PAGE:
Thomas Oken’s House is one of Warwick’s most enchanting Tudor buildings. It was built by and is associated with a benevolent gentleman, one of those wealthy Elizabethan merchants who stewarded his money wisely, made a hugely generous bequest to his town, and whose gift is still doing good five hundred years later for the local people.
Numerous curious tales are told of Thomas Oken’s House; and many of them from those who either work in or enjoy a meal in the tea rooms.
As soon as Jo took over the tea rooms in November 2011, she started to hear tales of odd goings-on from her young staff. But first, let us backtrack to Jo’s curious conversation with the previous owner of the business.
“He said to me, ‘You won’t want to hang around too long on your own after closing time, I can tell you.’” Curious, Jo nevertheless took a sceptical view of this. The vendor added that he had seen door latches shaking up and down on their own. But since Jo took over, she has felt nothing but a friendly presence there. “Thomas Oken was a wonderful man,” she says. The affection with which she speaks of him is testament to the enduring reputation of this good-hearted and far-sighted Elizabethan merchant.
Jo continues, “I have a lot of young staff who seem to experience strange things in the house much more than I do. I believe that younger people are more spirit-sensitive. Several customers have reported seeing a dignified gentleman with fine clothes and a stick who saunters into the room going from table to table and smiling benevolently at the customers there. One visitor told me that she was sitting in the big upper room and the chatter faded away, whereupon she heard the sounds of a medieval street market: carts and horses, vendors shouting their wares.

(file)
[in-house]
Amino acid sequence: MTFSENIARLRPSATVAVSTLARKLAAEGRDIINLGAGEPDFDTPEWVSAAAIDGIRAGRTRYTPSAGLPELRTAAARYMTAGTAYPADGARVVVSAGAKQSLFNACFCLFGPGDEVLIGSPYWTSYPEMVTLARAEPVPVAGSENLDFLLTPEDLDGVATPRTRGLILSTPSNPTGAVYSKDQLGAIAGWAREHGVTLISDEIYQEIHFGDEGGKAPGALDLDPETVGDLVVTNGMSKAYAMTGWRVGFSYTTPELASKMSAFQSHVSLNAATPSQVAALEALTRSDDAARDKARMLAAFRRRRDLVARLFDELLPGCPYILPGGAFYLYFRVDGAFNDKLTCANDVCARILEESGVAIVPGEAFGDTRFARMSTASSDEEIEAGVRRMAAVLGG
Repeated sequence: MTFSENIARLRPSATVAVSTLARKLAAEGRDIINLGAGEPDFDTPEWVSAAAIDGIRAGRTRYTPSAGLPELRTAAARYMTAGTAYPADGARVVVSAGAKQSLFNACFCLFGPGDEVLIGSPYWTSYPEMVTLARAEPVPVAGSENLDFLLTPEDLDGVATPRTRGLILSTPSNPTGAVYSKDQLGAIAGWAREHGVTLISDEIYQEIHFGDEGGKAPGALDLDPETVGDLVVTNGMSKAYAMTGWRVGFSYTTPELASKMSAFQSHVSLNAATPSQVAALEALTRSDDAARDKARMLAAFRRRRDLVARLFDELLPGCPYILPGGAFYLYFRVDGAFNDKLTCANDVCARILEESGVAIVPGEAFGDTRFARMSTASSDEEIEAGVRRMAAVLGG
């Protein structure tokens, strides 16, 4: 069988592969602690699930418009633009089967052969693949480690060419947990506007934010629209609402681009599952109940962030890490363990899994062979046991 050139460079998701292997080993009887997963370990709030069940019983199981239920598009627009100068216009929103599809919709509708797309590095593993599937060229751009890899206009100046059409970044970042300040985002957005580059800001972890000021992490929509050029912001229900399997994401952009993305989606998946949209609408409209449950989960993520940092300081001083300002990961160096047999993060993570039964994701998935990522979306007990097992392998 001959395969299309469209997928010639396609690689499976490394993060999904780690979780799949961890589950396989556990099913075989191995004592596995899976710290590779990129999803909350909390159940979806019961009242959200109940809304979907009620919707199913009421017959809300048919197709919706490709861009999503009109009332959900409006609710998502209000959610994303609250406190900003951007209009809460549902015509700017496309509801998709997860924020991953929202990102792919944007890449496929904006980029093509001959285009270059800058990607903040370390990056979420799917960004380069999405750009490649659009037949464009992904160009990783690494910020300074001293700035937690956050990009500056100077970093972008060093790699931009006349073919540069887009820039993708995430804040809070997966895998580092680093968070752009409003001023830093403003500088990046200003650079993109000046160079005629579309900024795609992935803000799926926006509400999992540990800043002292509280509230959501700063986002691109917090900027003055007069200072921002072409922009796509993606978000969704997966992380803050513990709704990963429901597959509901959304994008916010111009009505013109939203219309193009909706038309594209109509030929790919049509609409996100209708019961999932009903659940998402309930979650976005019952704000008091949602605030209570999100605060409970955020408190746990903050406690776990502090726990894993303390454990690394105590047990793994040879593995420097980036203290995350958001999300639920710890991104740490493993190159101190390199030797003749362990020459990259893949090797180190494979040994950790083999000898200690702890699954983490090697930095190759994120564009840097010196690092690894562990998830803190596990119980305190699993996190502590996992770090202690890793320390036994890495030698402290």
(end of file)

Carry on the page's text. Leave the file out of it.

from Paranormal Warwickshire by SC Skillman
To find out more preorder Paranormal Warwickshire here.
And if you like listening to podcasts, you can listen to me here, talking to radio presenter Tony Lloyd about my books on Tony Lloyd’s podcast Human Stories.
Today let me take you to Guy’s Cliffe, Warwick. This poignant and atmospheric ruined mansion is the first place local people think of when I speak to them about my book. “Have you included Guy’s Cliffe?” they ask. I reply, “Yes – the first chapter is devoted to it. I took a tour with the custodian Adrian King and have recorded many of his stories.”
Here’s an extract.
Guy’s Cliffe, Warwick
Leave not the mansion so long tenantless
Lest, growing ruinous, the building fall
And leave no memory of what it was!
Two Gentlemen of Verona, Act 5, Scene 4
What could be more poignant than a great house, surmounting a cliff, abandoned and desolate? Clinging to a cliff alongside the river Avon north of Warwick, you may find the ruins of just such a mansion.
Many stories linger within these imposing ruins and their environs. As you wander around you may wish to climb those gaping staircases, or gaze at the view down the Avon, beyond the Saxon Mill to Milverton Hill from those stone balconies; or imagine you see a shadowy figure flit past that empty window-frame.
Adrian King, the present Custodian of Guy’s Cliffe, told me: “Years ago, my father told me a story, which first drew me to this estate. He said that whilst standing on the bridge further down the river at the Saxon Mill, looking toward Guy’s Cliffe, he noticed a woman standing on one of those high balconies. He said ‘she had a green aura around her’. Then to his horror she threw herself off the balcony down onto the ground.”
This story piqued Adrian’s interest and he began to research the history of Guy’s Cliffe. Years later he took up an appointment as custodian there.